- Bronze, 100 points or more
In a world with no redundancy, your workstation sends a packet to the IP address of the server on the same network. The workstation checks its arp table doesn't see the address, arps for it to get the mac address and sends the packet. At this point the switch *should* know of the mac address of the server.
The switch looks at it's table and either says, "i know where that mac is" and forwards it out the right port or, it says, "i don't know where that mac is" and forwards it out all ports but the one the packet came in on. The assumption is the server replied to the arp and from that point on the switch knows what port to send stuff to that server on.
Now, introduce etherchannel. Now you have one logical bundling of multiple physical links and, behind each link a different nic in the same server each with it's own mac address but sharing an IP address. Basically we've used etherchannel to create redundancy.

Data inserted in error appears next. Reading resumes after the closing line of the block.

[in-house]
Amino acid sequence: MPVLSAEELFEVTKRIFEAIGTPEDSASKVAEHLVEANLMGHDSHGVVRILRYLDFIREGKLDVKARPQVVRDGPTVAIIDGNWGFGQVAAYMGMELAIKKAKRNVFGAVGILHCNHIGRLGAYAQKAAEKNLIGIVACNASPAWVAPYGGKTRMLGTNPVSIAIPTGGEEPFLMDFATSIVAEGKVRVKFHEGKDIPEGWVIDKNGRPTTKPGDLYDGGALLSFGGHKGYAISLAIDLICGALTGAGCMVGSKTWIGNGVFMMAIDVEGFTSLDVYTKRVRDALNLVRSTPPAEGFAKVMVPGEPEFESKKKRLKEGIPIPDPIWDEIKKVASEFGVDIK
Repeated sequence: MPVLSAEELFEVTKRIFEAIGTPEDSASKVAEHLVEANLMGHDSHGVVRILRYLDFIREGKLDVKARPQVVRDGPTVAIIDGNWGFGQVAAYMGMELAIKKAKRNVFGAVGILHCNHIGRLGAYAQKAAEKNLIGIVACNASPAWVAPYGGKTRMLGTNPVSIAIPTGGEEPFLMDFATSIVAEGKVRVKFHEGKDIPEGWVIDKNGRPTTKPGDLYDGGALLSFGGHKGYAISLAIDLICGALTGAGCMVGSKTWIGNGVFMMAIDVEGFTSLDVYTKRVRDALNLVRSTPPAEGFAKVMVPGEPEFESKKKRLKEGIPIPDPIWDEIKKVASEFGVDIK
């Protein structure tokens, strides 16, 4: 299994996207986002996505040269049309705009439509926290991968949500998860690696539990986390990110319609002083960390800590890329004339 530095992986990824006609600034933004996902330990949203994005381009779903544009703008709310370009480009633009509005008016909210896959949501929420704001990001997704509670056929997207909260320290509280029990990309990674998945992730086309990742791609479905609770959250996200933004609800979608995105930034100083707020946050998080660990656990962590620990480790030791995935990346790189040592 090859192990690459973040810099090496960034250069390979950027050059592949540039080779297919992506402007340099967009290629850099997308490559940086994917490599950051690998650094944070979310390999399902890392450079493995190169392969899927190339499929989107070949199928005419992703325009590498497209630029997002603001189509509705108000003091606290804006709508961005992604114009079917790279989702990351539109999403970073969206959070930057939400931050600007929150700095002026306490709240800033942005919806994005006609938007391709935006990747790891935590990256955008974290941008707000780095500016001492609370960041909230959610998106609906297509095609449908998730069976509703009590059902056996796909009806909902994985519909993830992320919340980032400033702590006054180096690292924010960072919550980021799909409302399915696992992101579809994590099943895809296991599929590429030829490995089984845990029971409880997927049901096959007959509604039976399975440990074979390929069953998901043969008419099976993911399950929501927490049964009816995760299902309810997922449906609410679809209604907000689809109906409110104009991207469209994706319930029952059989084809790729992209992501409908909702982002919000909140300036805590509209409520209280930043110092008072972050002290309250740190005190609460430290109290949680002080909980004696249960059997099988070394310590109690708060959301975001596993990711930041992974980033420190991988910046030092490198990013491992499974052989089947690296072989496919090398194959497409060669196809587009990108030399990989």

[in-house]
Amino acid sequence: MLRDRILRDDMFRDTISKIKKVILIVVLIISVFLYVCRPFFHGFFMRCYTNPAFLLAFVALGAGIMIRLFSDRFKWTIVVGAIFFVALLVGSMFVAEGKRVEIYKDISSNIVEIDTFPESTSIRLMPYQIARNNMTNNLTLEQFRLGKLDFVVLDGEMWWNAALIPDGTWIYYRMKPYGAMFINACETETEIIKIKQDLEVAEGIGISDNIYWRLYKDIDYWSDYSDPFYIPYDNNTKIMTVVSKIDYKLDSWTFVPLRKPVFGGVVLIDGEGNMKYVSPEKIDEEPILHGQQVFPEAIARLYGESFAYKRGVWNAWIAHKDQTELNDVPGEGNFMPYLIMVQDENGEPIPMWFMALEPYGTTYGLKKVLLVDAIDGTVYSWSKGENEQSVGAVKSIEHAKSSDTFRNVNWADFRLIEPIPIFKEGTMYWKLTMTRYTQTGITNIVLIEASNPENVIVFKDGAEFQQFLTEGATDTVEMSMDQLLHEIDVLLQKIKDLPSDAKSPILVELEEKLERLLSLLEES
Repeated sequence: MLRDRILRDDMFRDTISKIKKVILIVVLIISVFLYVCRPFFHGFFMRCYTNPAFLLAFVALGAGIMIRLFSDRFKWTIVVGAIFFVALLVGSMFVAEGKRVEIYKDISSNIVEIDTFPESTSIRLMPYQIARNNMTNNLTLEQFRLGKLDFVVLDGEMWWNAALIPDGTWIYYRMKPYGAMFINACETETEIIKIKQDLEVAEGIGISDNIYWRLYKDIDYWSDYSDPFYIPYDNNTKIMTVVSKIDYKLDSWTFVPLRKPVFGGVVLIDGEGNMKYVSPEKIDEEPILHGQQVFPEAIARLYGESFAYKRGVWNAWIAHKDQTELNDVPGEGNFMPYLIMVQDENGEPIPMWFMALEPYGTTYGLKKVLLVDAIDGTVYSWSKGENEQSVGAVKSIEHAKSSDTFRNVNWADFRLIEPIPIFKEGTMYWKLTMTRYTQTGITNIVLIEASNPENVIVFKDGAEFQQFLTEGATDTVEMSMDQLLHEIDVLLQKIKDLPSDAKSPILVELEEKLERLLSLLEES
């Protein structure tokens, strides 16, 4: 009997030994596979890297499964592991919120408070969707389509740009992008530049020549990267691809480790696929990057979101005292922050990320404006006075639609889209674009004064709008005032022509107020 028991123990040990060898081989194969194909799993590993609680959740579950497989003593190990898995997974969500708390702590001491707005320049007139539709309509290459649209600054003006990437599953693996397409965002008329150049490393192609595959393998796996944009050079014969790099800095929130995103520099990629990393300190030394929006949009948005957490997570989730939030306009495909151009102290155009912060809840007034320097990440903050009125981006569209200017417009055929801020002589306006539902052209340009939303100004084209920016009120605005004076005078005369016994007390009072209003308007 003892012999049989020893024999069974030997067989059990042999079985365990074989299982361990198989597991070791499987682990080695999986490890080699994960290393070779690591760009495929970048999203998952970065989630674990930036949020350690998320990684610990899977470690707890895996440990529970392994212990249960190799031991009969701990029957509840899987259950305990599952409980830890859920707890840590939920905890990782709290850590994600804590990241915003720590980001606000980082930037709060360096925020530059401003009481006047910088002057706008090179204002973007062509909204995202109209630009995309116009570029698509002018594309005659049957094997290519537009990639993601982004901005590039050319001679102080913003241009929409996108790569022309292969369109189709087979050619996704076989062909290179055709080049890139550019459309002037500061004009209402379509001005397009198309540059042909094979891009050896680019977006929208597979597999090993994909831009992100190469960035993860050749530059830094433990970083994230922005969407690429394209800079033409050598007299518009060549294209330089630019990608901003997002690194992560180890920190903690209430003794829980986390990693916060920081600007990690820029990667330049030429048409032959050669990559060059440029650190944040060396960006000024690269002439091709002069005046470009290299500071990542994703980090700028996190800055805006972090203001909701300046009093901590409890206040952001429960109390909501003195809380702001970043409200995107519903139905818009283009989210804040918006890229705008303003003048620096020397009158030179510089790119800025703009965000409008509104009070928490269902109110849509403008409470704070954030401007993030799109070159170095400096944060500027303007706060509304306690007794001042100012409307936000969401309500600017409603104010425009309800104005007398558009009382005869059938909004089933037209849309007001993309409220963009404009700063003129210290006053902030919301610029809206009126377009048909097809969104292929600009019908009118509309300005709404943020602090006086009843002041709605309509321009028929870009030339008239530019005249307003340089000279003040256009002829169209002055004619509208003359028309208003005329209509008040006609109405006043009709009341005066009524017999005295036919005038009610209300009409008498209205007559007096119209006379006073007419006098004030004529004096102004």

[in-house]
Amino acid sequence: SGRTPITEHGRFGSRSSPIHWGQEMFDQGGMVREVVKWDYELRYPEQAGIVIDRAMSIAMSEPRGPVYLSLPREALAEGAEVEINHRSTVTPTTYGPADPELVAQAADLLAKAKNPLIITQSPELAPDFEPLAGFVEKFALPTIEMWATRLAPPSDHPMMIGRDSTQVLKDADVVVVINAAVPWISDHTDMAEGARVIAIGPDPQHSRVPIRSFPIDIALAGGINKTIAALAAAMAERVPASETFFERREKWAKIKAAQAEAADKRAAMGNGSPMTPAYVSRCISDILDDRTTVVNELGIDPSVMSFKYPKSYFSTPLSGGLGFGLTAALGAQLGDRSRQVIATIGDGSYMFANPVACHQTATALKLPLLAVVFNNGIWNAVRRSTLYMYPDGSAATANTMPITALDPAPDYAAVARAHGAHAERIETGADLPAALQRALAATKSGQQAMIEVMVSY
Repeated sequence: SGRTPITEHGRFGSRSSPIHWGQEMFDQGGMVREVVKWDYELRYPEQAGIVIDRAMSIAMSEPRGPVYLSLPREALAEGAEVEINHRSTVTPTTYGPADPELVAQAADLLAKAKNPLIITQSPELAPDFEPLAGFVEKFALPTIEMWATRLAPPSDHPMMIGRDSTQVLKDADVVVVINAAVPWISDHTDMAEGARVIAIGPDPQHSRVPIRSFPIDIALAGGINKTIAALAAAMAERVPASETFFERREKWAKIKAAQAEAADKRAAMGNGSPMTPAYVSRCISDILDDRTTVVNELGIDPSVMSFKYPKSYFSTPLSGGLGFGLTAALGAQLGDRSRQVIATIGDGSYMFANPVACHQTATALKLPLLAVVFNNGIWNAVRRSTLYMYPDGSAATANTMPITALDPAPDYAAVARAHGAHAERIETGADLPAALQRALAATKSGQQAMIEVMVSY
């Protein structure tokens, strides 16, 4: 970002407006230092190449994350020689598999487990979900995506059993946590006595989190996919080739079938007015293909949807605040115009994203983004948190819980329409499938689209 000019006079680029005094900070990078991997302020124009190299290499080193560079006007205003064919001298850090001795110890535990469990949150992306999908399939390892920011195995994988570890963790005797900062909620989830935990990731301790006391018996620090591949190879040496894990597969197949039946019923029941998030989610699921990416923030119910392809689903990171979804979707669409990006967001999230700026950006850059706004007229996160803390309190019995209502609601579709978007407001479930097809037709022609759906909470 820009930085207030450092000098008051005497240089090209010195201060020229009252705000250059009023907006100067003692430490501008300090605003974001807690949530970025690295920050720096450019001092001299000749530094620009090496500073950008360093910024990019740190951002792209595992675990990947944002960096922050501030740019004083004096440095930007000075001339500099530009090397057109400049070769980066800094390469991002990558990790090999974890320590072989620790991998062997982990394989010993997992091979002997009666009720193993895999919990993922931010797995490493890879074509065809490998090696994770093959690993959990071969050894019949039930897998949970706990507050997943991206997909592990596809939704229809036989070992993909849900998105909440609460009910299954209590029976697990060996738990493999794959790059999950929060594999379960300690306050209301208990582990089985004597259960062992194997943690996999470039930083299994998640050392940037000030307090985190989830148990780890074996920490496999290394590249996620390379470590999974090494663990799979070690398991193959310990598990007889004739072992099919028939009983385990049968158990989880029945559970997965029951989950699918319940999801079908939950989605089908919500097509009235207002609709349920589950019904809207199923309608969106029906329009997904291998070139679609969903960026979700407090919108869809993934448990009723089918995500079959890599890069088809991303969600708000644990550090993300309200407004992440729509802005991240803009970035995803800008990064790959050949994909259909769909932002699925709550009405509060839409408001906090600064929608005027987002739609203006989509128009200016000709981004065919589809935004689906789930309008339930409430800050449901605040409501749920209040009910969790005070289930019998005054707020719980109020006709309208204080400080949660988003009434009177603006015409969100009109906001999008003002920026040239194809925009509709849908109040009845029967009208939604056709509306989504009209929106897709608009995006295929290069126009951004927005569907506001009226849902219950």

So now what happens? The workstation arps, the server replies, the switch learns and presumably associates that mac with both physical ports because it looks like one logical port. But as the nics load balance, one of two different macs could be replying every time at the layer 2.
How does the switch distinguish which port or ports to ship packets to the server on? Would we expect to see a lot of flooding of packets or would the switch store both of the server nic's mac addresses to the single ether channel and only send packets out both of those ports or...?
I find this confusing.